- Koller, Parr
- 1999
(Show Context)
Citation Context ...ction updates assume a particular form to guarantee optimal agent behavior. In some cases, like the fishery world, this additive decomposition results in a more compact value function. Other authors (=-=Koller & Parr, 1999-=-) have explored approximations that represent the true value function as a linear combination of basis functions, with each basis function defined over a small collection of state variables. In order ... |

95 | UCPNetworks: A directed graphical representation of conditional utilities
- Boutilier, Bacchus, et al.
- 2001
(Show Context)
Citation Context ...ssible by combining Q-decomposition with graphical models of conditional utilities. While it may be possible to elicit and maintain conditional utilities for one-step problems (Bacchus & Grove, 1995; =-=Boutilier et al., 2001-=-), the dependencies introduced by both the transition model and reward de# Fish x 104 15 10 5 0 0 10 20 30 40 50 Year 60 70 80 90 100 Figure 4. Characteristic depletion of fish stocks over one episode... |

93 |
Achieving Artificial Intelligence through Building Robots
- Brooks
- 1986
(Show Context)
Citation Context ...ery common design, called command arbitration, requires each subagent to recommend an action to the arbitrator. In the simplest such scheme, the arbitrator chooses one of the actions and executes it (=-=Brooks, 1986-=-). The problem with this approach is that each subagent may suggest an action that makes the other subagents very unhappy; there is no way to find a “compromise” action that is reasonable from every s... |

89 | State abstraction for programmable reinforcement learning agents. Paper presented at AAAI-02 - Andre, Russell - 2002 |

89 | Coordinated reinforcement learning - Guestrin, Lagoudakis, et al. - 2002 |

57 | Team-partitioned, opaque-transition reinforcement learning - Stone, Veloso - 1999 |

53 |
Scaling up reinforcement learning for robot control
- Lin
- 1993
(Show Context)
Citation Context ... problems, some have proposed command fusion, whereby the arbitrator executes some kind of combination (such as an average) of the subagents’ recommendations (Saffiotti et al., 1995; Ogasawara, 1993; =-=Lin, 1993-=-; Goldberg et al., in press). Unfortunately, fusing the subagents’ actions may be disastrous. In our example, averaging the direction vectors for Left and Right yields NoOp, Proceedings of the Twentie... |

51 |
Stock and recruitment
- Ricker
- 1954
(Show Context)
Citation Context ...ed line) updates in the racetrack world. Arrowheads indicate one standard deviation for local Q; dots indicate one standard deviation for local Sarsa. produces according to a density-dependent model (=-=Ricker, 1954-=-): f (t+1)= f (t) exp � R � �� f (t) 1− where R for a fish population without immigration or emigration is the difference between the birth rate and the death rate, and fmax is the “carrying capacity”... |

49 | Learning Policies with External Memory
- Peshkin, Meuleau, et al.
- 1999
(Show Context)
Citation Context ...re 1(b)). Memory variables are a feature of nearly every programming language. Some previous research has been done on using memory variables in reinforcement learning in partially observable domains =-=[10]-=-. For an example of memory use in our language, examine the DoDelivery subroutine in Figure 1(b), where z 2 is set to another memory value (set in Nav(dest,sp)). z 2 is then passed as a variable to th... |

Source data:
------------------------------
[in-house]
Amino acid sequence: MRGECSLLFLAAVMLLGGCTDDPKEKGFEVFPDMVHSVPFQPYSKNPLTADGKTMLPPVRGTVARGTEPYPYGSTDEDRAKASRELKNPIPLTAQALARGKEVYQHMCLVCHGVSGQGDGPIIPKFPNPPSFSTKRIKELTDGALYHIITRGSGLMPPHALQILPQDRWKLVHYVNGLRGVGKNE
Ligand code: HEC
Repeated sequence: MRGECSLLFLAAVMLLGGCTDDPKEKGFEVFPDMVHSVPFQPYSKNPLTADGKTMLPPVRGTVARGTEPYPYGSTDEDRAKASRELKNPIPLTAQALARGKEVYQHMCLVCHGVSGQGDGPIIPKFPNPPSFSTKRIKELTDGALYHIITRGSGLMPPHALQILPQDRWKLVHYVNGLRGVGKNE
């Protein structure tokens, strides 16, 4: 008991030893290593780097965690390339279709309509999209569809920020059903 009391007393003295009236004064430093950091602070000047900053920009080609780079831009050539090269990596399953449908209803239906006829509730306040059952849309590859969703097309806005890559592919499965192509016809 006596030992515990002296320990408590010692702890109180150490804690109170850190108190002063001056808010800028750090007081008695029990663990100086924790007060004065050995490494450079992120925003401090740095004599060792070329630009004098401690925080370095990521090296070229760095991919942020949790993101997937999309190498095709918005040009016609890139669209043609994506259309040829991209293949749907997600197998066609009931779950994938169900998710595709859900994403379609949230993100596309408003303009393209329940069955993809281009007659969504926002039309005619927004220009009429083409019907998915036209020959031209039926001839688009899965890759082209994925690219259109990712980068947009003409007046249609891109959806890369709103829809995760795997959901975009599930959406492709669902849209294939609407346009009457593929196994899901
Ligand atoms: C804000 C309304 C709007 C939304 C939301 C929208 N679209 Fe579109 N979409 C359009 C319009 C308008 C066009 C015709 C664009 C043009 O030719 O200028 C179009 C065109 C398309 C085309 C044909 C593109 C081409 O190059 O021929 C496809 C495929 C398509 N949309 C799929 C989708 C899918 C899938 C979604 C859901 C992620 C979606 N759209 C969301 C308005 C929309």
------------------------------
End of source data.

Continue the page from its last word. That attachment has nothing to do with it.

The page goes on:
42 | Reacting, planning, and learning in an autonomous agent
- Benson, Nilsson
- 1995
(Show Context)
Citation Context ...ery important in physical behaviors---more so than in computation---and are crucial in allowing for modularity in behavioral descriptions. These features are all common in robot programming languages =-=[2, 3, 5-=-]; the key element of our approach is that behaviors need only be partiallysdescribed; reinforcement learning does the rest. David was supported by the generosity of the Fannie and John Hertz Foundat... |

32 | Hierarchical multi-agent reinforcement learning
- Makar, Mahadevan, et al.
- 2001
(Show Context)
Citation Context ... is possible to obtain safe state abstraction while maintaining hierarchical optimality. Although it is possible to use state abstraction in an approximate fashion as a form of function approximation =-=[10]-=-, we are investigating the possibility of500 Results on Taxi World 0 -500 -1000 Score (Average of 10 trials) -1500 -2000 -2500 -3000 -3500 -4000 Q-Learning PHAM w/o SA -4500 PHAM w/ SA Better PHAM w/... |

22 | Modularity issues in reactive planning
- Firby
- 1996
(Show Context)
Citation Context ...ery important in physical behaviors---more so than in computation---and are crucial in allowing for modularity in behavioral descriptions. These features are all common in robot programming languages =-=[2, 3, 5-=-]; the key element of our approach is that behaviors need only be partiallysdescribed; reinforcement learning does the rest. David was supported by the generosity of the Fannie and John Hertz Foundat... |

21 | State abstraction in MAXQ hierarchical reinforcement learning
- Dietterich
(Show Context)
Citation Context ...red behaviors. Several simple languages for hierarchical partial descriptions have been proposed, including Hierarchical Abstract Machines (HAMs) [8], semi-Markov options [12], and the MAXQ framework =-=[4]-=-. This paper describes extensions to the HAM language that substantially increase its expressive power, using constructs borrowed from programming languages. Obviously, increasing expressiveness makes... |